From here I went over to the Salinas at San Pedro to see if there was any change with the waders, and it was here that I saw a strange sight – a 3rd year Gannet swimming in one of the lagoons. For it to have been here it can’t have been in good health, and I saw it swim closer and closer, and then haul itself out onto the wall of the lagoon. One of the regions ‘media ambiente’ agents pulled up and I explained what I had seen. It seems that someone had noticed the Gannet the day before, and he had been there to try and catch it for a couple of days. I pointed out where it was and he duly set off, net in hand, and managed to catch it – to be perfectly honest, it didn’t put up much of a fight – it must have been pretty weak. He took it off to be treated at the local animal recuperation centre.
Regular breeders at the salinas, Sand Martins ...
... and Little Terns
And an unusual sight there, a 3rd year Gannet ...
... but the Black Winged Stilt wasn't impressed by its presence!
It decided to walk out of the lagoon ...
... climbing the wall ...
... where it was met with a 'medioambiente' agent with a net!
Regarding the waders, there was little change – the water level in the end lagoon seemed higher so there were not so many small bays, and the waders seemed to be on the central islands.
Monday 5th Started fairly overcast with an ENE breeze blowing, but this didn’t seem to have had any impact on the birds. Migrants seen were a single Woodchat Shrike, a Chaffinch, a Robin, a ‘flava’ Wagtail and 18 Northern Wheatears, while a group of Common/Pallid Swifts flew overhead.
Calling into the area of tamarisk at Marchamalo Salinas on my way home from the lighthouse, there were a few more migrants, with Common Whitethroat, Nightingale, a Northern Wheatear, and roosting in the trees, a Purple Heron which took flight on seeing me. It flew off over the Salinas, doubled back to where I was, and the set off getting ever higher towards the northwest. My 5th local Purple Heron in less than a week!
Roosting in the low trees area at Machamalo was this Purple Heron
A further look around the same area later on (in case more birds had come in during the day) only produced a Spotted Flycatcher and Willow Warbler, while over nearby corn fields there were many Swifts, Swallows, Red-rumped Swallows and House Martins feeding.
The 6th May, once again at the lighthouse gardens in the morning, produced just 3 Northern Wheatears and a female Redstart, and an afternoon trip to the San Pedro Salinas wasn’t exactly overly exiting, with the waders still diminishing in numbers (although still good to see Curlew Sandpipers, Sanderling and Little Stints all in breeding plumage). But nothing new to report there.
The 7th May was again a quiet morning at the lighthouse gardens, with just 9 Northern Wheatears and 3 Willow Warblers as new birds, and a group of Monk Parakeets, a locally common introduced species.
Probably the noisiest birds you hear locally, Monk Parakeets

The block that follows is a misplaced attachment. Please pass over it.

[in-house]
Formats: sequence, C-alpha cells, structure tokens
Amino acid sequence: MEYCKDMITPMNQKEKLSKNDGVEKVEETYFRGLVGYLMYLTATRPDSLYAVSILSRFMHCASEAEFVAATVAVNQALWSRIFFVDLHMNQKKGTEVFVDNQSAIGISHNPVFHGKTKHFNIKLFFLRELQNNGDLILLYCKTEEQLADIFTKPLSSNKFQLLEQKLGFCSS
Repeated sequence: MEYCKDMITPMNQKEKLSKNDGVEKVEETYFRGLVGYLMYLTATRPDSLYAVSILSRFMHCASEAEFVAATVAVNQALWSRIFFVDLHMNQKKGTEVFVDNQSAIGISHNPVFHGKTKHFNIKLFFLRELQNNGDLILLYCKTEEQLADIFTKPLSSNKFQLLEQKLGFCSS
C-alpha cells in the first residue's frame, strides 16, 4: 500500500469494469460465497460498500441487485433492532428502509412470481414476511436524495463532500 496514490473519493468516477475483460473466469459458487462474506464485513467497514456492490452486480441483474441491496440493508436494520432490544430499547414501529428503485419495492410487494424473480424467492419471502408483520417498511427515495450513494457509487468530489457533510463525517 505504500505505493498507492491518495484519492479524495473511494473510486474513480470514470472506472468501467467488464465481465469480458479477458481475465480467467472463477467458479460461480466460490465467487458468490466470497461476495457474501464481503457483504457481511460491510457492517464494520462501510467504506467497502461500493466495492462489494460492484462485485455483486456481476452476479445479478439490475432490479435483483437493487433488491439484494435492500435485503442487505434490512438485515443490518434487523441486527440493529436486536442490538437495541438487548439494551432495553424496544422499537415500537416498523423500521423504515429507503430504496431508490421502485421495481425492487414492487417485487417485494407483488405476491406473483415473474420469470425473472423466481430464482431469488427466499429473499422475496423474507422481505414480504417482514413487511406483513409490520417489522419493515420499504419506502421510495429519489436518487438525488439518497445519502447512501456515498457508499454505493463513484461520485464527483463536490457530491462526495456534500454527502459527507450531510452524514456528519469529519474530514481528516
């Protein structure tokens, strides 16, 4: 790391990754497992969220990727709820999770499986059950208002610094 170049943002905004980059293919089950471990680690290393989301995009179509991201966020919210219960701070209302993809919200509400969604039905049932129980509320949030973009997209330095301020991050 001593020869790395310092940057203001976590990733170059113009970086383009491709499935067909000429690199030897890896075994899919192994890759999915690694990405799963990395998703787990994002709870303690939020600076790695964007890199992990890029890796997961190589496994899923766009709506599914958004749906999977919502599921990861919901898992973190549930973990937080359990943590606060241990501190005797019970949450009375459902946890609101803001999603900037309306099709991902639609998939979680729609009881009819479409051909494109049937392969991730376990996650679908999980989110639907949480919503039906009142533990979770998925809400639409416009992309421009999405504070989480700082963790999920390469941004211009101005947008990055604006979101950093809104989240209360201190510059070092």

Finishing earlier than normal I decided to call into the tamarisk area of the Salinas at Marchamalo. The only migrants here were a couple of Willow Warblers, one of which was singing, and out on the Salinas, a single Black Tern flew off towards Cabo de Palos – my first of the year. Also on the Salinas, a group of 38 Greater Flamingos.
Part of the band of 38 Greater Flamingos
At lunchtime, with an hour to spare, I decided to call in at Calareona which is round the back of Cabo de Palos where it joins with Calblanque. This area is quite abandoned and over the years I’ve seen some good birds here. Today in the short time I was there, I had Woodchat Shrike, Nightingale (actually seen), a female Subalpine Warbler, Spotted Flycatcher, 3 Common Whitethroat and a single Willow Warbler singing. Maybe I should have stayed longer.....
In the afternoon, as I’d seen the Black Tern at Marchamalo in the morning, I went over to San Pedro Salinas once again. New here was a Spoonbill (with a white colour-ring but too distant to read), and a female Little Bittern that flew around the reedbeds at the entrance to the Salinas. Apart from that, it was all as previously – 4 species of terns, around 15 Little Stints, 3 Curlew Sandpiper, 6 Sanderling, a couple of Turnstones etc.etc.
Getting back home around 8pm, I got a call from Tomás Garcia to say that he was at Calareona (where I’d been at midday) with Alvaro and was sure that they’d got an Icterine Warbler showing well on some fences. So I shot down there, but as happens, five minutes too late! We spent until it got dark searching for the bird, but no luck. Another to add to my list of birds that got away!
Having mentioned that the lighthouse gardens had been quiet of late, friends on Isla Grosa (just off the coast of La Manga) who are doing an intensive ringing campaign, said that they’d had a good morning there, with Redstarts, Willow Warblers, Northern Wheatears, Melodious Warblers, Nightingale, Whitethroat, Subalpine Warbler and Garden Warbler, and a European Nightjar. The only European Nightjar I’ve seen in Spain was a dead one that had obviously hit the wires holding up the antennae at the lighthouse at Cabo de Palos some years ago, so if they were on passage now, that seems a good place to try and see them. But obviously when it’s dark! So this morning saw me back at the lighthouse gardens at six in the morning looking for that typical silhouette (assuming that to hear one ‘churring’ would be too much to ask for). Absolute blank! Nada! Nothing! I did my full tour around the area finishing at the hour I normally get there, with a result of a single Bonelli’s Warbler, Willow Warbler, female Redstart, and Northern Wheatear.
Finishing so early, I still had time before work to call in at Calareona in the hope the Icterine Warbler might have stuck around, but again no. A single female Redstart, a Spotted Flycatcher, and a couple of Willow Warblers were the sum total of migrants there. My last morning call was at the tamarisk area at Marchamalo Salinas. Here, at the entrance, a Nightingale was singing its heart out, and on the open fields beyond the tamarisk a Short-toed Lark also singing, but apart from that, nothing else to report, apart from that the group of Flamingos in the Salinas had risen to 53.
Most of the group of Flamingos in the salinas
And that’s it, so till my next report, good birding – and it’s worth checking out those Kestrels you see on the wires – yesterday the first Red-footed Falcon of the year was seen in the north east of Spain!